• Tips paid for services related to any of these expenses.
• Other similar ordinary and necessary expenses related to the business travel.

Self-employed or farmers with travel deductions
• Those who are self-employed can deduct travel expenses on Schedule C, Form 1040, Profit or Loss from Business, Sole Proprietorship.
• Farmers can use Schedule F, Form 1040, Profit or Loss from Farming.
Well-organized records make it easier to prepare a tax return. Keep records, such as receipts, canceled checks, and other documents that support a deduction.

More information:
Publication 463, Travel, Gift, and Car Expenses
IRS updates per diem guidance for business travelers and their employers


CLFP Foundation 2022 Volume 2
Message from President Jenny Wood, CLFP
Conduct, New Orleans Network Sept. 12


News Briefs---

Home Sale Cancellations Hit Highest Rate Since Start of Pandemic
    15% of Would-Be Homebuyers Backed Out in June

Justice Dept. Is Investigating PGA Tour Over Potential Antitrust Violations in LIV Golf Battle
    The probe shows that the DOJ is watching the PGA Tour’s fight to retain players

Starbucks Closing Some Stores, Citing Safety Concerns in Certain Cafes
    closing 16 cafes after workers reported drug use and crime concerns


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California Nuts Briefs---

Sea lions chase after crowd at California beach in viral video

Washburn Fire in Yosemite: Mariposa Grove’s giant sequoias expected to survive, park officials say



"Gimme that wine"

On the Sonoma Coast, Fog, Wind and Exceptional Wine
     By Eric Asimov

Bonny Doon Vineyard (Uncharacteristically)
    A La Mode, Releases "Le Cigare Orange"

Why it really does matter when family-owned
     Napa wineries sell to corporations

“Gimme that Wine”

Free Wine App

Wine Prices by vintage

US/International Wine Events


This Day in History

      1630 - New Amsterdam's governor bought Gull Island in New York Harbor from Indians for cargo, renaming it Oyster Island.  It eventually became known as Ellis Island.
    1774 - The first Declaration of independence by citizens of an American colony was formally made in the First Presbyterian Church in Carlisle, PA, at a meeting of freeholders and freemen from the several townships. The Reverend John Montgomery presided. Other formal community declarations were to follow, many of them from meetings held inside their local churches.
    1787 - Northwest Ordinance, adopted by the Continental Congress, provides for admission of new states west of New York and north of the Ohio River. Requires a population of 60,000 people; new states are guaranteed freedom of religion, support for schools, and slavery to be declared illegal.
    1792 - The first bridge on a large scale was the West Boston Bridge, connecting Boston, MA, and Cambridge, MA, begun this day and open for traffic on November 23, 1793. The cost was $76,000. The toll right was granted to the proprietors for 70 years. It was replaced in 1907 by the towered and ornamented structured called the Cambridge Bridge.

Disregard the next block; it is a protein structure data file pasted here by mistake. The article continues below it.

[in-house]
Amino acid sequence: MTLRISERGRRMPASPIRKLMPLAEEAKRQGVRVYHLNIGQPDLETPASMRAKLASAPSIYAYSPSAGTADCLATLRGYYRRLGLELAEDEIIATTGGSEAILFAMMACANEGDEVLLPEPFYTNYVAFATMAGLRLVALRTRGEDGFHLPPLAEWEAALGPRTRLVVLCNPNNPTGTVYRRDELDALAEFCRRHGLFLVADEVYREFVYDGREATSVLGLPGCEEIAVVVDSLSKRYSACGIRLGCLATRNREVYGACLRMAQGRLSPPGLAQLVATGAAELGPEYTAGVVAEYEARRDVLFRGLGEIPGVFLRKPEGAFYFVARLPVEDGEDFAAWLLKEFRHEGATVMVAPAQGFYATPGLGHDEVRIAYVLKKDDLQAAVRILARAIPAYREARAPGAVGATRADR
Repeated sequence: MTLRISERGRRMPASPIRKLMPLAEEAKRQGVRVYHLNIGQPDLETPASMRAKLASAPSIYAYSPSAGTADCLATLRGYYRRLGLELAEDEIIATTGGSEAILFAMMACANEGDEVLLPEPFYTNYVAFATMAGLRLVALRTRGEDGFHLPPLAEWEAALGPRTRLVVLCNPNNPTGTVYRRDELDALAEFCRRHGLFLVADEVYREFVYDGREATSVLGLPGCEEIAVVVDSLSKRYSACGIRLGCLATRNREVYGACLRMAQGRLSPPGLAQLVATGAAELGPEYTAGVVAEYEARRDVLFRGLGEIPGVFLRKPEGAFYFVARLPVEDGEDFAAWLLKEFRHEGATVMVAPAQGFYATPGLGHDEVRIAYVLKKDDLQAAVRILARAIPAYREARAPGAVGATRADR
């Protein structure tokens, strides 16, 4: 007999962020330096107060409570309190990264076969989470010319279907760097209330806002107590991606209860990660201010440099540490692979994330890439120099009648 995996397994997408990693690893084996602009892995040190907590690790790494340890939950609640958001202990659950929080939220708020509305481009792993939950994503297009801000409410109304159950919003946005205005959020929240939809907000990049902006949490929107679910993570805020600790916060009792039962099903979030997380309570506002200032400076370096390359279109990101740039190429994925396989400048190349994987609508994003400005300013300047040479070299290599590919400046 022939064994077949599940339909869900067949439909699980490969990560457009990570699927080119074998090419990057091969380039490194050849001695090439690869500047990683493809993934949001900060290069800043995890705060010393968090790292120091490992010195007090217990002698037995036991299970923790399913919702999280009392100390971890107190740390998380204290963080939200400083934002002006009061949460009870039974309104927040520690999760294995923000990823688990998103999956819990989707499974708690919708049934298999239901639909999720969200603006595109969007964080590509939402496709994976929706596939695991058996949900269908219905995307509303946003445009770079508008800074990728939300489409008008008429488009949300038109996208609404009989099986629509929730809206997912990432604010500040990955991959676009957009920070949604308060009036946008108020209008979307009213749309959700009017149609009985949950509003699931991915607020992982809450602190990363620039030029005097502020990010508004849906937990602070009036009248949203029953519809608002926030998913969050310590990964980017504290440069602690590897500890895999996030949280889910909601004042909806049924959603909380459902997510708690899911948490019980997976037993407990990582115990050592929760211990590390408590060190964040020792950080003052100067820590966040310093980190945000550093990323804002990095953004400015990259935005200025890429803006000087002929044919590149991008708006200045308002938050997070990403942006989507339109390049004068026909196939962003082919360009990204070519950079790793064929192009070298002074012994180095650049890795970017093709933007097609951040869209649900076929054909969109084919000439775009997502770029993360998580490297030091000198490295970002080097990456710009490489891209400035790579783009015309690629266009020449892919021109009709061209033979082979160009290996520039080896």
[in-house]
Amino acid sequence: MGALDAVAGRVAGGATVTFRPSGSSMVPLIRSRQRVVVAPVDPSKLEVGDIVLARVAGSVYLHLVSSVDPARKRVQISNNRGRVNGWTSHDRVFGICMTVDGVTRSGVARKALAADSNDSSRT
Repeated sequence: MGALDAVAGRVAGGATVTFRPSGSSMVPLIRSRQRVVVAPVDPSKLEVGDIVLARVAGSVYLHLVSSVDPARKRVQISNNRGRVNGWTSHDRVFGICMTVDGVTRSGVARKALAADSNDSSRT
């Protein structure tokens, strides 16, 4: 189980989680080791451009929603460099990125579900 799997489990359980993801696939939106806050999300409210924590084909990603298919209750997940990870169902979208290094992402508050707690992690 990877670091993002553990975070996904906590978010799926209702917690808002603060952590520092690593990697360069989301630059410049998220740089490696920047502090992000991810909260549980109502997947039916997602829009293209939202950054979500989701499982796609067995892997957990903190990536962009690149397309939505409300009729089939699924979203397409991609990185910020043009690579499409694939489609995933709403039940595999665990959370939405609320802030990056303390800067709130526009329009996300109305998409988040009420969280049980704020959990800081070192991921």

1804 - Former Secretary of the Treasury, Alexander Hamilton, died a day after being shot in the duel with Aaron Burr.
    1817 - Henry David Thoreau (d. 1862) was born at Concord, MA., birthday. American author and philosopher. In “Walden,” he wrote, "I frequently tramped eight or ten miles through the deepest snow to keep an appointment with a beech tree, or a yellow birch, or an old acquaintance among the pines."
    1839 - Due to an erroneous eyewitness account, Abner Doubleday is given credit for establishing the first baseball game played in America. The Hall of Fame, which opens a century later in Cooperstown, celebrates the origin of our national pastime in this small upstate New York town although it is doubtful the then-West Point cadet was ever there or ever watched a baseball game. The earliest explicit reference to the game in America is from March 1786 in the diary of a student at Princeton, John Rhea Smith: "A fine day, play baste ball in the campus but am beaten for I miss both catching and striking the ball." There is a possible reference a generation older, from Harvard, describing the campus buttery in the 1760s, Sidney Willard wrote "Besides eatables, everything necessary for a student was there sold, and articles used in the playgrounds, such as bats, balls etc. ... Here it was that we wrestled and ran, played at quoits and cricket, and various games of bat and ball.
    1843 - Mormon Church founder Joseph Smith announced that a divine revelation had been given him sanctioning polygamy among his newly-organized religious followers.
    1846 - First public Protestant worship was conducted by Capt. Montgomery.
    1852 - Leland Stanford of Wisconsin settled in San Francisco.
    1859 - William Goodale of Clinton, MA applied for a patent of a machine that manufactured paper bags. In 1872, Luther Childs Crowell of Boston, MA, applied for a patent on his invention, a machine to manufacture paper bags with square bottoms. The bags produced by the machine had two longitudinal inward folds and revolutionized the retail business with “easy carry out.”